The UK government could introduce minimum unit pricing for alcohol throughout England, following the lead set last week by Scotland.
The Scottish government became the first in the world when it began forcing retailers to charge a minimum £0.50 per unit of alcohol – a policy aimed at reducing the availability of cheap, high-strength and alcohol and easing the burden on public health services.
Scottish health secretary Shona Robison claimed that alcohol misuse cost Scotland £3.6 billion each year.
Yesterday Steve Brine, a junior health minister, told colleagues in Westminster: “We are developing a new alcohol strategy and as part of this I’m commissioning Public Health England to undertake a review of the evidence for minimum unit price in England.”
His comments mark the potential resurrection of a policy first mooted in 2012, but later scrapped amid pressure from the drinks industry.
Miles Beale, chief executive of the Wine & Spirits Trade Association (WSTA), said it would be “vital” to look at the evidence from Scotland’s minimum unit pricing policy before making a decision whether to replicate it in England.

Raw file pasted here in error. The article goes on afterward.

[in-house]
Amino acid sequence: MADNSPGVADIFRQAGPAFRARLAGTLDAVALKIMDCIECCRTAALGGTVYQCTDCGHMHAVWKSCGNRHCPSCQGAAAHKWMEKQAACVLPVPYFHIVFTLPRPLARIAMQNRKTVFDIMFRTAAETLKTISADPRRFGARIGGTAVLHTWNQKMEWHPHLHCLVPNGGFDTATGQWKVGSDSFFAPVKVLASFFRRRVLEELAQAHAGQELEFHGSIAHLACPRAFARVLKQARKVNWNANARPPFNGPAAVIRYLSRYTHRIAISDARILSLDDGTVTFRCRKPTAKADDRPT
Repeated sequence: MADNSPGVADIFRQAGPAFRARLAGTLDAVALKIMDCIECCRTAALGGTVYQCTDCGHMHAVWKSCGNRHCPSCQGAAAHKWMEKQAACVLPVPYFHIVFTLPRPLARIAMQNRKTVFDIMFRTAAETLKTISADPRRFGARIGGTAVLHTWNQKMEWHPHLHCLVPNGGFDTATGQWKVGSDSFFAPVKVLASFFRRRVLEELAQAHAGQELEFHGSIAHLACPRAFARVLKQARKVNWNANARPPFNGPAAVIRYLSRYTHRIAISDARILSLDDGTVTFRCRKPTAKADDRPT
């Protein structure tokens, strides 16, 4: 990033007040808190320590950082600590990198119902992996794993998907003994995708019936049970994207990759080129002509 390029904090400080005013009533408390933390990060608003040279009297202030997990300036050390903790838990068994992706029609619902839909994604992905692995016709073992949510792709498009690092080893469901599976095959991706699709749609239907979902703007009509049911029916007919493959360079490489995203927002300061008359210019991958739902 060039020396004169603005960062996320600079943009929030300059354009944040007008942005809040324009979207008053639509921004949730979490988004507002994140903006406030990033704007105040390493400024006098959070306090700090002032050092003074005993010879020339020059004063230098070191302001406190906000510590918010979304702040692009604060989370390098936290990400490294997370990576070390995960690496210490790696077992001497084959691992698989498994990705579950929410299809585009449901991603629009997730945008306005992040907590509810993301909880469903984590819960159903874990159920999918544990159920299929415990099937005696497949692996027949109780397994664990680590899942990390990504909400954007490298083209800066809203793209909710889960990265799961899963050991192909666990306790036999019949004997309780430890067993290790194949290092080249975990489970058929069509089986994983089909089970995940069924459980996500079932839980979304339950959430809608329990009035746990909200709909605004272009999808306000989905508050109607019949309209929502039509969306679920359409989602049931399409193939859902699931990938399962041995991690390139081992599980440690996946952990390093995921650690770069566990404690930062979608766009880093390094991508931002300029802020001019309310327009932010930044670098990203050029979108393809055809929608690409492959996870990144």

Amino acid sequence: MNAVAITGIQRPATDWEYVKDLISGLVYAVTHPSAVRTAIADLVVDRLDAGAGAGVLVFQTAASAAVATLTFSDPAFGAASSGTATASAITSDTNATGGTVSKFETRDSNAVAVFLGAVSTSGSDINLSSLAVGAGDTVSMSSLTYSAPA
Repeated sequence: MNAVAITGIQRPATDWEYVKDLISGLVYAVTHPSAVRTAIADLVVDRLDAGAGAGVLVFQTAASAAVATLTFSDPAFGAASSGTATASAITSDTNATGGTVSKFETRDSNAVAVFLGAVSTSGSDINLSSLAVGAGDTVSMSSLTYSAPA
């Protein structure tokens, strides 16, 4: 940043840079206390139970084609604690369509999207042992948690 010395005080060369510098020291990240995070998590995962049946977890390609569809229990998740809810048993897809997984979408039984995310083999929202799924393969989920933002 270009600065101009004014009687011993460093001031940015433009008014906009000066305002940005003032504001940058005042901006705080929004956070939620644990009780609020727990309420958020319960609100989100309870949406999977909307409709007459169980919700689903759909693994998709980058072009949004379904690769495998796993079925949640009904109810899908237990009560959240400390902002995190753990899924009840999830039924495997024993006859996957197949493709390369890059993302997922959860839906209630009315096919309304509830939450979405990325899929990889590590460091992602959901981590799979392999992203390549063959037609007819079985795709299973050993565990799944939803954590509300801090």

“At the WSTA we will also be looking closely at the impact of the policy,” Beale said. “The vast majority of people in the UK enjoy a drink responsibly and long term trends show consumption is falling. Minimum unit pricing has never been tried anywhere in the world, is untargeted and has already proved complex and costly to introduce. The Scottish government’s policy will increase the price of around half of the alcohol on supermarket shelves and will impact most drinkers, particularly those on lowest incomes.
“The WSTA’s long held view is that minimum unit pricing is likely to be ineffective in changing the behaviour of problem drinkers. There are also questions about the potential impact on cross border trade and illicit alcohol.
“It will be vital that the UK government assesses the impact on businesses and on consumers of the minimum unit pricing experiment in Scotland. It will need to be rigorously and objectively monitored and evaluated over time.
“I am looking forward to my first meeting with the new Home Office minister in charge of the government’s alcohol policy, Victoria Atkins MP, who took up her post in November. I expect then to discuss the government’s approach to alcohol and how we, the industry, can continue to work in partnership with ministers and officials.”
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